So she attended Mastery-Thomas, a charter high school that was a 5-minute walk from her South Philadelphia home.

It turned out to be a good choice, she said, with a small student body, caring teachers, and a dual-enrollment option that allowed her to earn college credits in high school. But she didn’t get much help with financial literacy – she didn’t understand loans, and her parents were all about “save money, save money,” she said. That’s how she ended up at CCP.

It wasn’t easy at first; she started during the pandemic year. Plus, despite excelling in AP courses, she was done with learning based on reading a textbook “and answering multiple choice questions … I was forcing myself to memorize everything and not retaining anything. The purpose of learning was not there for me.”

Things got better after she switched her major from liberal arts to business. After getting her associates degree, she figured she’d save money and attend a local school like Drexel or Temple. That’s when her high school adviser, with whom she kept in touch, told her about College Together.

The project-based approach to learning at SNHU suited her. While earning her degree in management, she could engage in real-world problem solving. In one scenario, she had to explain how she would de-escalate a conflict between two employees in a work setting. Another required her to set up a business plan for a new pasta restaurant in a neighborhood with a competitor just a few blocks away. To do that, she had to research demographics and develop an advertising pitch to build clientele. She relished these kinds of tasks. “They require critical thinking and emotional intelligence,” she said.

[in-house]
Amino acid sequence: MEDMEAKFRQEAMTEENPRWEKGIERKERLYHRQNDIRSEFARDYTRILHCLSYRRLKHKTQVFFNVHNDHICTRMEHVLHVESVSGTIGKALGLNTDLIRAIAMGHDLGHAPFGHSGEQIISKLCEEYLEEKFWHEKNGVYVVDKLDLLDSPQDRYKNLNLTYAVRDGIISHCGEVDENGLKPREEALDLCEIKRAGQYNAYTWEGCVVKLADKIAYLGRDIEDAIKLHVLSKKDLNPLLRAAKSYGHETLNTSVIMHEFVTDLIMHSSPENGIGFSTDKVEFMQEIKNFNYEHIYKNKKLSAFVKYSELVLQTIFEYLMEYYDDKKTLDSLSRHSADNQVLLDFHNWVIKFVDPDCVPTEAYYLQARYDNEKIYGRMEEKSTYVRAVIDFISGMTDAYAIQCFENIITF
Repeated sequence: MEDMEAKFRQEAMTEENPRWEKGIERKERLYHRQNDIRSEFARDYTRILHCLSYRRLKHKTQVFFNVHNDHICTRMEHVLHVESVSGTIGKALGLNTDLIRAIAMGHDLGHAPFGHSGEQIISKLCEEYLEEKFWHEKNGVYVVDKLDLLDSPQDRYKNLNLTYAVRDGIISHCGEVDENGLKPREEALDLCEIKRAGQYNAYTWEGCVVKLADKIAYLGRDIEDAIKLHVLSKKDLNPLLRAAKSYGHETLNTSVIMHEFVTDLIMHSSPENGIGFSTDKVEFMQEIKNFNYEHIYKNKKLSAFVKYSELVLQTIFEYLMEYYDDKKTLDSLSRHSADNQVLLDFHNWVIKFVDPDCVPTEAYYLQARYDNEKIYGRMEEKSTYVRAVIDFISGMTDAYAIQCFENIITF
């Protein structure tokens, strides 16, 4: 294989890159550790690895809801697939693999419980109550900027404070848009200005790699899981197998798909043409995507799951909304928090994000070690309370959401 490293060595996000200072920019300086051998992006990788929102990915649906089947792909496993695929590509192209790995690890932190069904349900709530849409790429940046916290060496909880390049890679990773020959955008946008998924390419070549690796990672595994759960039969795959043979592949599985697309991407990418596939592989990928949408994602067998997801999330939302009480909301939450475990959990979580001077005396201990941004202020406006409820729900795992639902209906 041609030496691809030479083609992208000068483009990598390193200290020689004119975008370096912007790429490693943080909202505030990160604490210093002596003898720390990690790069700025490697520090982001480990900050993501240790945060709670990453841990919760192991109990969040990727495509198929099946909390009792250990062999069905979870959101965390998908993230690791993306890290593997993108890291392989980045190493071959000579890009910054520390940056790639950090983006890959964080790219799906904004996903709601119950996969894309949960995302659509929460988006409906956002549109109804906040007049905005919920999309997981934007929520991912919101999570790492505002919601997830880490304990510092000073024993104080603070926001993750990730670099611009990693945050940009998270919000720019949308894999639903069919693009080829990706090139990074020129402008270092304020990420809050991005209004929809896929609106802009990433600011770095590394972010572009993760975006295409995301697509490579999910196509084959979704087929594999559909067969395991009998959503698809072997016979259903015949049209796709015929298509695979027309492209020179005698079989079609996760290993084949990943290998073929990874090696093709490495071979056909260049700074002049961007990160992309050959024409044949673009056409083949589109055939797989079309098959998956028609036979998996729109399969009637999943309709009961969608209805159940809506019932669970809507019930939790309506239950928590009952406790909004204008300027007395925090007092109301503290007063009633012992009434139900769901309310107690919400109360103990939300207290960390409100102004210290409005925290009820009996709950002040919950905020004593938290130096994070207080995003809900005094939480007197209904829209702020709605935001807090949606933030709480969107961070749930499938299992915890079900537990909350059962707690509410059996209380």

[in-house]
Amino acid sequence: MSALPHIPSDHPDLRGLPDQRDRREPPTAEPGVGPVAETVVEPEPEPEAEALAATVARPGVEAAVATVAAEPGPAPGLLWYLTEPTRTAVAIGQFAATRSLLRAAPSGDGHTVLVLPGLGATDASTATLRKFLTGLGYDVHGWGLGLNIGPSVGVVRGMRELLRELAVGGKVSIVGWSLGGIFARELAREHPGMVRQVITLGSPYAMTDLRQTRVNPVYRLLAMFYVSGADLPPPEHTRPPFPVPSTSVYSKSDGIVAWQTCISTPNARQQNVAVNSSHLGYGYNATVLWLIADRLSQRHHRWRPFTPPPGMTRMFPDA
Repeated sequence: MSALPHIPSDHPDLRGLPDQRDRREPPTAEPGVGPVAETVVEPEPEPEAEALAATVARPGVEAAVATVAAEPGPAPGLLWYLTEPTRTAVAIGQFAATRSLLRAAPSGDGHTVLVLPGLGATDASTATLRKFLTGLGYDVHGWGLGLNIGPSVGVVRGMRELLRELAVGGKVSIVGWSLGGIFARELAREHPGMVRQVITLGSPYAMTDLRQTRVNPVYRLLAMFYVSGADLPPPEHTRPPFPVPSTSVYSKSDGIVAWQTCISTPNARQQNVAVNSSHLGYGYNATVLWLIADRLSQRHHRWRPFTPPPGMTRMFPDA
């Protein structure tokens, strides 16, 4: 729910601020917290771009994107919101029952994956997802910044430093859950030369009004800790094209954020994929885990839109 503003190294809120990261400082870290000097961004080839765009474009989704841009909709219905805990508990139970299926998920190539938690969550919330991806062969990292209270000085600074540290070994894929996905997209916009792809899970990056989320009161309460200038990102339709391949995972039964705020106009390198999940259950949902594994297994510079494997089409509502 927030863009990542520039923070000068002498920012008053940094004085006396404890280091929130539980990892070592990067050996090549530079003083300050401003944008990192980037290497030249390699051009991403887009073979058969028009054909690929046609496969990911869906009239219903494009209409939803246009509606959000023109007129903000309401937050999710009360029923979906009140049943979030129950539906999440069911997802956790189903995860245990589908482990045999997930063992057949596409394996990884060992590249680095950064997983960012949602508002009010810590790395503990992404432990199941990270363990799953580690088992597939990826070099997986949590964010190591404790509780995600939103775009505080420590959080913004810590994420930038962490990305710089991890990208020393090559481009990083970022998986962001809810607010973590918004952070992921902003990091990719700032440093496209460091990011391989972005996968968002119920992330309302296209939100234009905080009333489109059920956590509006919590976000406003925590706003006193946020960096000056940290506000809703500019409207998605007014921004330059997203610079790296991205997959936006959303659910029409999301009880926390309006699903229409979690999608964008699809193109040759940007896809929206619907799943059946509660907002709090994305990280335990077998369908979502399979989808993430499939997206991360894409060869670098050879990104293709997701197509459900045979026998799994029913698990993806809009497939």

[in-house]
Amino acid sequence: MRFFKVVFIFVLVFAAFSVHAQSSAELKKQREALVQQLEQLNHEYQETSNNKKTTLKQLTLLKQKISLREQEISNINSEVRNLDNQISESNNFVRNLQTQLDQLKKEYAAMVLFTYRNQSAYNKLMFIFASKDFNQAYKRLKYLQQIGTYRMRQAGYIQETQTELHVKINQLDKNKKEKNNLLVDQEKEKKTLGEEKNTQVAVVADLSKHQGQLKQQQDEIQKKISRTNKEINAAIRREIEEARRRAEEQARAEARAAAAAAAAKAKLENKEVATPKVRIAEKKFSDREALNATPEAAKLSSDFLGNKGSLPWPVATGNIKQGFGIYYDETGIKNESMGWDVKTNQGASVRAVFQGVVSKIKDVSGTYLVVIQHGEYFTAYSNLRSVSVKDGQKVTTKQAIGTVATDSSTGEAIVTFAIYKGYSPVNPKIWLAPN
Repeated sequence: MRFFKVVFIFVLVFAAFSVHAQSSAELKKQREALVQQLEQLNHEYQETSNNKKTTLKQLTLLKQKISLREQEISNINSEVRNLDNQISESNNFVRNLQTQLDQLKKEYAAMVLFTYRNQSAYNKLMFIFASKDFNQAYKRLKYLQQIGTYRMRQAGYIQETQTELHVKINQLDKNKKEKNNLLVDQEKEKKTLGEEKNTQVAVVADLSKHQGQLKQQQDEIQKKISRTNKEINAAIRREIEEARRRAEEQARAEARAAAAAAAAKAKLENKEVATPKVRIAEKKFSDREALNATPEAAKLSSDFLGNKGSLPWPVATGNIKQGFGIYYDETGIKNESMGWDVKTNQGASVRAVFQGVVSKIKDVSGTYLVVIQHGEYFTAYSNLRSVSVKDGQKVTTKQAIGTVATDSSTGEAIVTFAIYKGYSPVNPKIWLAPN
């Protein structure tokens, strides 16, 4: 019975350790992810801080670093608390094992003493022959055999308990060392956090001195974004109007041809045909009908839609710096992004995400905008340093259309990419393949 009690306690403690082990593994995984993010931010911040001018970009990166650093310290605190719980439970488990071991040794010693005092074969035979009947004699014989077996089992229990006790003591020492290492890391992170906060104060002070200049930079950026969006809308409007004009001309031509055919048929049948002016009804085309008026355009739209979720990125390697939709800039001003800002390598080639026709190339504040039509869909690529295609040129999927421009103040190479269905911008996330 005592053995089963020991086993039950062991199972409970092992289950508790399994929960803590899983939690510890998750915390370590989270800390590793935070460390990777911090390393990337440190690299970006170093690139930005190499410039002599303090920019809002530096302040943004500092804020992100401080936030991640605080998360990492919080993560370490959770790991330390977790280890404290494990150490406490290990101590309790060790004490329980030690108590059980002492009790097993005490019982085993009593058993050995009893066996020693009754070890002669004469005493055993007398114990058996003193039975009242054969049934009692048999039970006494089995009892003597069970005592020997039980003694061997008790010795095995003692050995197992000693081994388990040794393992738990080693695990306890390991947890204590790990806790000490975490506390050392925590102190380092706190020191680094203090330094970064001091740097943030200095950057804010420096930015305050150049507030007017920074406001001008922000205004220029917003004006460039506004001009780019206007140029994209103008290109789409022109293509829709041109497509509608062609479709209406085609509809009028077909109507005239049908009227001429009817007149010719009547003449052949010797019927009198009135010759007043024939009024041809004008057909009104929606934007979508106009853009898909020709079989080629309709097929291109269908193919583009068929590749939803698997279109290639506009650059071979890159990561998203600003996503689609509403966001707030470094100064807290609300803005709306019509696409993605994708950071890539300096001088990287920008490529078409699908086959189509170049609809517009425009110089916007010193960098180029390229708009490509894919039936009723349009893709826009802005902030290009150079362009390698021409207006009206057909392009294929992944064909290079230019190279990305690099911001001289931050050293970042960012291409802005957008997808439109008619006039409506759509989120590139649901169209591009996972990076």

So she not only got her degree from SNHU, but convinced Wang to hire her as College Together’s first communications director.

Rodriguez made it through Kensington CAPA, appreciating its newly built campus, but also sometimes “acting like a dumb teenager who followed the crowd” and neglecting his studies. As a result, he wasn’t well prepared for CCP. While he aced courses that focused on his interest, criminal justice, he faltered in others, like English.

Plus, life happened: He got married and had a daughter.

In 2022, he said, “I did an evaluation of my life, I was still working in retail, I was 24 and I had a kid. I felt I was at a dead end … I knew I wanted a career, and I had ambitious goals for myself.” He had heard about College Together through a friend, “and Oscar invited me to join the program.”

It took him two years to get his degree from SNHU. During his college experience, he was determined to do well. Like Sek, he appreciated the real-world nature of the learning experience.

“Teachers were willing to put in the work to invest in me, and them investing in me made me want to invest in myself,” he said.

Now he is in the process of applying to the police department.

Dale Mezzacappa is a senior writer for Chalkbeat Philadelphia, where she covers K-12 schools and early childhood education in Philadelphia. Contact Dale at